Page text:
Mordecai Shehori, piano, plays SCHUMANN and LISZT–The Poet and the Visionary = SCHUMANN: Arabeske in C Major; Widmung (arr. Liszt); Sonata in G Minor; LISZT: Harmonies du Soir; Saint Francis of Assisi Sermon of the Birds; Ballade No. 2 – Cembal d’amore

by | Jun 27, 2009 | Classical Reissue Reviews | 0 comments

Mordecai Shehori plays SCHUMANN and LISZT–The Poet and the Visionary = SCHUMANN: Arabeske in C Major, Op. 18; Widmung (arr. Liszt); Sonata in G Minor, Op. 22; LISZT: Harmonies du Soir; Saint Francis of Assisi’s Sermon of the Birds; Ballade No. 2 – Mordecai Shehori, piano – Cembal d’amour CD 135, 68:37 ****:

The recital at Alice Tully Hall (8 June 1995), devoted to Schumann and Liszt, featured Mordecai Shehori’s attempting to project the dualisms that pervade these two Romantics’ perspectives of the artist and his response to worlds both natural and interior. Shehori opens with the popular Arabeske in C of Schumann, played with a devout, subdued gentility, so perhaps Eusebius holds forth, nostalgic for the dream-quest of youth and hope. Shehori, however, is not shy to expose the detached, jarring chords that infiltrate that idyllic surface. The Schumann penchant for march-ballade (maerchen) reveals itself, only to succumb to the composer’s “persistence of vision.” Widmung (Dedication) remains one of the glories of vocalized keyboard transcription, and here Shehori can exult in colors, almost an evocation of Watteau or Monet’s lilies. Liszt called the song “Liebeslied,” and the passions of the love-song sigh and sweep us along the piano’s full instrumental panoply. The bold chords at the end resound with an allusion to Schubert’s Ave Maria.

The G Minor Sonata (1830-1838) Shehori presents with its original last movement, the Presto passionate the composer ill-advisedly discarded as too difficult for Philistine ears and fingers. The opening movement rants and raves in bold gestures, the fevers from E.T.A. Hoffmann and Jean-Paul Richter’s Kreisler. Much of the writing resembles chromatic etudes, often moto perpetuos and ostinati within whose counterpoint a fierce resolve rises, nodding to Paganini and Beethoven. Wistful and a tad manic, the Andantino waxes close to the inner world of Schlegel and Eichendorff, the former whose poetry influenced the Brahms F Minor Sonata, Op. 5. A bristling Scherzo reminds us of the knotty passages in the Novellettes or the Vienna Carnival-Jest. Shehori manages both bravura and pearly play in the insistent Finale, its syncopes and outbursts proceeding in heady pulsation that gallops in faint hints at the Symphonic Etudes, Op. 13 and the ubiquitous Carnaval, Op. 9.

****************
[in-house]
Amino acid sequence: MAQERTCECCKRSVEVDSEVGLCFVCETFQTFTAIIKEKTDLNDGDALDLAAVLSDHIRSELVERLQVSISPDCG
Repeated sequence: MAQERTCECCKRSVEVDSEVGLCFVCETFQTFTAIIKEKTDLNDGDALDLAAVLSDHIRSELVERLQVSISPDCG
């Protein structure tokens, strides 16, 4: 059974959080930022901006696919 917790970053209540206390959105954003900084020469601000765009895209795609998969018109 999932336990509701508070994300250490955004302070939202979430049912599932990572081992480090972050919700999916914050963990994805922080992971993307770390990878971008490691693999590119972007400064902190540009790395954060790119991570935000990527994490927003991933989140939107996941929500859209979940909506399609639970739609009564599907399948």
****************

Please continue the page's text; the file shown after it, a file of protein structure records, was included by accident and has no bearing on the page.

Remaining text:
Liszt makes his first appearance as a composer of mystical nocturnes, the Harmonies du Soir from the Transcendental Etudes (No. 11), whose repetitive, chromatic chords and pregnant fermatae progress in diaphanous layers and parlando meditation to an ecstatic, erotic vision. The incremental phrases gather a fabulous momentum, insisting on Heaven. We can hear echoes the Vallee d’Obermann in the fierce, repeated notes and tremolandi, the pounding at the doors of Paradise by an ardent sinner. Whether the St. Francis Legend invokes birds or water-colors at its outset is anyone’s guess, since the pantheistic aesthetic of the piece approaches the techniques we hear in the Jeux d’eau a la Villa D’Este.  Shehori projects a clean, piercing upper register, the twittering and peals from the avian flock intently concentrated on their inspired pastor, who speaks in recitative.  A blissful vision ensues, likely God Himself, rising from the waves in a Botticelli moment. The spiritual and the erotic fuse in a most suggestive series of chordal progressions, and Shehori’s Steinway sounds like an organ: the twitterings walking on water or borne into the aether, the effect is the same. We can hear wherein Franck derived much of his own sound-world.

Last, Shehori descends into Stygian night for the Ballade No. 2 in B Minor (1854), a keyboard companion to the Dante Sonata and the Dante Symphony. Another instrumental response to Paolo and Francesca da Rimini, likely, the piece explores passions high and low, ecstasies of pain and erotic, visionary bliss in F-sharp Major. A martial element plays like a Hungarian Rhapsody, but the figures hammer us into huge crevasses of despair. Carillon-like chords transport us away from earthly concerns, these rendered plastic and mesmeric by Shehori. As hints of Liszt’s own Funerailles impose the gloom once more, the battleground of the spirit takes on Miltonic proportions. The last page gives us divine consolation; at least the chromatic rhetoric, virtually Wagnerian, allows Shehori to convince us that he and Liszt have been to the Mountain.

–Gary Lemco

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